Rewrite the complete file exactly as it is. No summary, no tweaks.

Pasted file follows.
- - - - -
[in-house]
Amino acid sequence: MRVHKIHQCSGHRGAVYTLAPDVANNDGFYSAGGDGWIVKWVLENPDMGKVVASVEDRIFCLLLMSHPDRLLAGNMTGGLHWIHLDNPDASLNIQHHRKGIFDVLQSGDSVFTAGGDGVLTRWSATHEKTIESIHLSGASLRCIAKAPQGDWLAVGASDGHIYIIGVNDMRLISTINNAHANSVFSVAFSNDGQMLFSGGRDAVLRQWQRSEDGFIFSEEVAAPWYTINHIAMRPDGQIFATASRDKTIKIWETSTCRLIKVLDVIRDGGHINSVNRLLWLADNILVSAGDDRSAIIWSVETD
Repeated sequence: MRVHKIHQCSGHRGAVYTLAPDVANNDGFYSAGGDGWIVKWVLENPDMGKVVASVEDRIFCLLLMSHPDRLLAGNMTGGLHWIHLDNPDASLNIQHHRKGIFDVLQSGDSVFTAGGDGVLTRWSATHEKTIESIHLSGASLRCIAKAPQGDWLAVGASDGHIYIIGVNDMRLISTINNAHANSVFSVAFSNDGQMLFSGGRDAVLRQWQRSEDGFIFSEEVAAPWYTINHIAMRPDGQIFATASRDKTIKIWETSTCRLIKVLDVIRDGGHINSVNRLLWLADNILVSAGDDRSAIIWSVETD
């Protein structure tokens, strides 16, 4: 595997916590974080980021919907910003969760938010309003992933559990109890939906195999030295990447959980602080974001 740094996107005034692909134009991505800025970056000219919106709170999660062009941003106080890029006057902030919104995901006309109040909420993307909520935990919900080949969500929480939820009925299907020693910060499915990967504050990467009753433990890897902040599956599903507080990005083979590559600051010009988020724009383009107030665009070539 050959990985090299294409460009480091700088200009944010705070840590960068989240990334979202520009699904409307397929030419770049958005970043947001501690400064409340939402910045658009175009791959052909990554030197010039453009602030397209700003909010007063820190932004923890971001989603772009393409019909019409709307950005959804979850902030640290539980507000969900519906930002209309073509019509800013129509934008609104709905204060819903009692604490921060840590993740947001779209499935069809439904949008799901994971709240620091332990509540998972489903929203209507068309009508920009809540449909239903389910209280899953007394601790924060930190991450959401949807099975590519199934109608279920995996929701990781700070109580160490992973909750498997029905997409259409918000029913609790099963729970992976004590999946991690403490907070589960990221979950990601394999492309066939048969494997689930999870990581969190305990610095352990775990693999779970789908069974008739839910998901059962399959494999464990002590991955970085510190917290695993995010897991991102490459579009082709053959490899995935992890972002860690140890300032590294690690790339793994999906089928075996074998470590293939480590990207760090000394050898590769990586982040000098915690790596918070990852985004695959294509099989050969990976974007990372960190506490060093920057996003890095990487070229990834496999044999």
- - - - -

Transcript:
[in-house]
Amino acid sequence: MRVHKIHQCSGHRGAVYTLAPDVANNDGFYSAGGDGWIVKWVLENPDMGKVVASVEDRIFCLLLMSHPDRLLAGNMTGGLHWIHLDNPDASLNIQHHRKGIFDVLQSGDSVFTAGGDGVLTRWSATHEKTIESIHLSGASLRCIAKAPQGDWLAVGASDGHIYIIGVNDMRLISTINNAHANSVFSVAFSNDGQMLFSGGRDAVLRQWQRSEDGFIFSEEVAAPWYTINHIAMRPDGQIFATASRDKTIKIWETSTCRLIKVLDVIRDGGHINSVNRLLWLADNILVSAGDDRSAIIWSVETD
Repeated sequence: MRVHKIHQCSGHRGAVYTLAPDVANNDGFYSAGGDGWIVKWVLENPDMGKVVASVEDRIFCLLLMSHPDRLLAGNMTGGLHWIHLDNPDASLNIQHHRKGIFDVLQSGDSVFTAGGDGVLTRWSATHEKTIESIHLSGASLRCIAKAPQGDWLAVGASDGHIYIIGVNDMRLISTINNAHANSVFSVAFSNDGQMLFSGGRDAVLRQWQRSEDGFIFSEEVAAPWYTINHIAMRPDGQIFATASRDKTIKIWETSTCRLIKVLDVIRDGGHINSVNRLLWLADNILVSAGDDRSAIIWSVETD
């Protein structure tokens, strides 16, 4: 595997916590974080980021919907910003969760938010309003992933559990109890939906195999030295990447959980602080974001 740094996107005034692909134009991505800025970056000219919106709170999660062009941003106080890029006057902030919104995901006309109040909420993307909520935990919900080949969500929480939820009925299907020693910060499915990967504050990467009753433990890897902040599956599903507080990005083979590559600051010009988020724009383009107030665009070539 050959990985090299294409460009480091700088200009944010705070840590960068989240990334979202520009699904409307397929030419770049958005970043947001501690400064409340939402910045658009175009791959052909990554030197010039453009602030397209700003909010007063820190932004923890971001989603772009393409019909019409709307950005959804979850902030640290539980507000969900519906930002209309073509019509800013129509934008609104709905204060819903009692604490921060840590993740947001779209499935069809439904949008799901994971709240620091332990509540998972489903929203209507068309009508920009809540449909239903389910209280899953007394601790924060930190991450959401949807099975590519199934109608279920995996929701990781700070109580160490992973909750498997029905997409259409918000029913609790099963729970992976004590999946991690403490907070589960990221979950990601394999492309066939048969494997689930999870990581969190305990610095352990775990693999779970789908069974008739839910998901059962399959494999464990002590991955970085510190917290695993995010897991991102490459579009082709053959490899995935992890972002860690140890300032590294690690790339793994999906089928075996074998470590293939480590990207760090000394050898590769990586982040000098915690790596918070990852985004695959294509099989050969990976974007990372960190506490060093920057996003890095990487070229990834496999044999």